On Mideast trip, Pompeo mixes diplomacy with partisan politics

US Secretary of State Mike Pompeo, left, and Israeli Prime Minister Benjamin Netanyahu bumped elbows ahead of making a joint statement to the press after meeting in Jerusalem on Monday.
Debbie Hill/POOL/AFP via Getty Images
US Secretary of State Mike Pompeo, left, and Israeli Prime Minister Benjamin Netanyahu bumped elbows ahead of making a joint statement to the press after meeting in Jerusalem on Monday.

JERUSALEM — The backdrop for Secretary of State Mike Pompeo’s planned speech to the Republican National Convention promised to be spectacular: sweeping views of Jerusalem’s Old City, with the domes and spires of its holy sites.

But even before his plane touched down in Israel on Monday, Pompeo was being criticized there and in the United States for breaking a longstanding taboo against mixing diplomacy and partisan politics.

For President Trump, and particularly his evangelical Christian supporters, few locations have the resonance of the holy but fiercely contested city of Jerusalem.


“Looking forward to sharing with you how my family is more SAFE and more SECURE because of President Trump,” Pompeo wrote on Twitter. “See you all on Tuesday night!” He ended the post with a US flag emoji.

Get Today's Headlines in your inbox:
The day's top stories delivered every morning.
Thank you for signing up! Sign up for more newsletters here

Soon after landing in Israel, Pompeo met with Prime Minister Benjamin Netanyahu, a conservative who has forged a tight alliance with Trump and the Republican Party.

In remarks after the meeting, both men addressed their joint stance against Iran, praised the strength of the US-Israel alliance, and celebrated the recent diplomatic coup of an Israeli-Emirati accord brokered by the Trump administration.

Netanyahu said the deal ushered in “a new era where we could have other nations join.” Standing alongside Pompeo at his office in Jerusalem, he said: “We discussed this, and I hope we’ll have good news in the future, maybe in the near future. I think it makes sense.”

Pompeo said he had come in part to congratulate the Israelis and Emiratis.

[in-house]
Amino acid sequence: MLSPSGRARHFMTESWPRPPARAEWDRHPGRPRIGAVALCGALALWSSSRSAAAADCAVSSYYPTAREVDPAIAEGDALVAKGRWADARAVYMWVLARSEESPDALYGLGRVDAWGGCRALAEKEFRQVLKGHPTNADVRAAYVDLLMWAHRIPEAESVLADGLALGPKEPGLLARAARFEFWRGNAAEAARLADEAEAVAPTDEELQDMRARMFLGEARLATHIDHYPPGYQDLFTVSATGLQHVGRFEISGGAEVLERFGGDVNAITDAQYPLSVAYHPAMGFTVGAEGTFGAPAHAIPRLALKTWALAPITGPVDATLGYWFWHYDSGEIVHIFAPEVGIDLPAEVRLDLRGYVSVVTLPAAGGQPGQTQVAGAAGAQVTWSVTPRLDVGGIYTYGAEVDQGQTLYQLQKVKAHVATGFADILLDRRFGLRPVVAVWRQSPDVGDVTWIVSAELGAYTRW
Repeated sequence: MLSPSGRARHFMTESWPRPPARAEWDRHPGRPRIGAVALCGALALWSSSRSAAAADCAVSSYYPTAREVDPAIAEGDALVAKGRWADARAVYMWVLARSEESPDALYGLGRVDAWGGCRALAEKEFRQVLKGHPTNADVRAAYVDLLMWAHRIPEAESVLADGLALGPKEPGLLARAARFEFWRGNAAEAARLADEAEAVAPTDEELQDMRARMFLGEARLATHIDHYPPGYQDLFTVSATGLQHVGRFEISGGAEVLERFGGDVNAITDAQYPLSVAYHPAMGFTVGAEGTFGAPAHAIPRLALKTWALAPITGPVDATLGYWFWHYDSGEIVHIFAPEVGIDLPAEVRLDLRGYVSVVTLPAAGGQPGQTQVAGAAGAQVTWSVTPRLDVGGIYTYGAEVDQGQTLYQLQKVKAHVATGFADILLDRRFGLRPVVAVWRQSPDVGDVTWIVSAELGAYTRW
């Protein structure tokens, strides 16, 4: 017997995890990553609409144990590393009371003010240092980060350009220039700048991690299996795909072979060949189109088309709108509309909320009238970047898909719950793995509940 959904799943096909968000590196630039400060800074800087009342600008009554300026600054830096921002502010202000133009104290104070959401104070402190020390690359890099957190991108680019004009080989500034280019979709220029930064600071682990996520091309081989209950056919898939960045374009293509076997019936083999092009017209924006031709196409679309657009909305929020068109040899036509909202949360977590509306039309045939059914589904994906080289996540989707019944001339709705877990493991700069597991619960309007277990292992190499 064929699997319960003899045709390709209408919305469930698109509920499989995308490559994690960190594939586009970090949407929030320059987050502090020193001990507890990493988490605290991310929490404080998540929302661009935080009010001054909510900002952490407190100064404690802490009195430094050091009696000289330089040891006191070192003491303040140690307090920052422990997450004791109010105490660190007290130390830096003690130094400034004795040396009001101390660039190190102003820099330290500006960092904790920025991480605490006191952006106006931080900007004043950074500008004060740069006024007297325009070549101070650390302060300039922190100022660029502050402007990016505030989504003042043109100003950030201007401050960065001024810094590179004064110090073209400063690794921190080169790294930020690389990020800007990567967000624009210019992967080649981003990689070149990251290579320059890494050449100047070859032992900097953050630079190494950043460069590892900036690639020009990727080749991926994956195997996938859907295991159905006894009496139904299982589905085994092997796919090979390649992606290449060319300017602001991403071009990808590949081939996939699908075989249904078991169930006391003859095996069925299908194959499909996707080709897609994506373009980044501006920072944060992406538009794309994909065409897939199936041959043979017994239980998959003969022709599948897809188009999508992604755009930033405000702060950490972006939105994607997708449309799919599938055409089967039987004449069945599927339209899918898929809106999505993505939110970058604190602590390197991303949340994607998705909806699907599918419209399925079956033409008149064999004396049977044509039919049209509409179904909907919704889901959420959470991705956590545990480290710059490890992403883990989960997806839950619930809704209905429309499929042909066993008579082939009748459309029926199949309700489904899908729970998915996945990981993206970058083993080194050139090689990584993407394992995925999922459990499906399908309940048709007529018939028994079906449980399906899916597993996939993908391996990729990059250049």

“What’s taking place here is deeply consistent with what President Trump set out to do: create a more stable, more prosperous Middle East,” he said. “This is a really good step in that direction.”

Neither of them addressed the brewing political dispute about Pompeo’s plan to record a video address from a rooftop location in Jerusalem, possibly the King David Hotel, to be shown later at the Republican convention.

There is little secret about why Pompeo would choose such a setting for his speech. One of Trump’s signature foreign policy actions was recognizing Jerusalem as Israel’s capital in 2017, and relocating the US Embassy to the city from Tel Aviv a few months later, upending decades of US policy and flouting an international consensus.

As questions arose about the appropriateness of Pompeo’s planned speech, however, a State Department spokesperson said that Pompeo would be addressing the convention “in his personal capacity.”

“No State Department resources will be used,” the spokesperson said. “Staff are not involved in preparing the remarks or in the arrangements for Secretary Pompeo’s appearance. The State Department will not bear any costs in conjunction with this appearance.”


But Wendy R. Sherman, who served as undersecretary of state for political affairs in the Obama administration, described the plan as “unprecedented and wrong.”

Halie Soifer, executive director of the Jewish Democratic Council of America and a former national security adviser to Senator Kamala Harris, the Democratic nominee for vice president, called the planned remarks “unprecedented and highly unethical.”

Daniel B. Shapiro, the US ambassador to Israel under President Obama, said that coming to the region to build on the Israel-United Arab Emirates deal and to try to add momentum to that process made perfect sense. But he said timing a visit to Jerusalem to address the Republican convention from there was “cheap, transparent politics of the lowest order.”

“It violates a core principle which is drilled into every foreign service officer from the first day of their training: that the State Department needs to conduct itself overseas above American politics,” he said.

Pompeo’s four-day tour includes planned stops in the United Arab Emirates and in Sudan and Bahrain, two other countries that have shown signs of warming ties with Israel.

The State Department said in a statement that he would meet in Sudan with Prime Minister Abdalla Hamdok and Abdel Fattah el-Burhan, the country’s top general, to discuss continued US support for the civilian-led transitional government and to “express support for deepening the Sudan-Israel relationship.”

Pompeo also met in Jerusalem with Defense Minister Benny Gantz and Foreign Minister Gabi Ashkenazi, both of the centrist Blue and White party.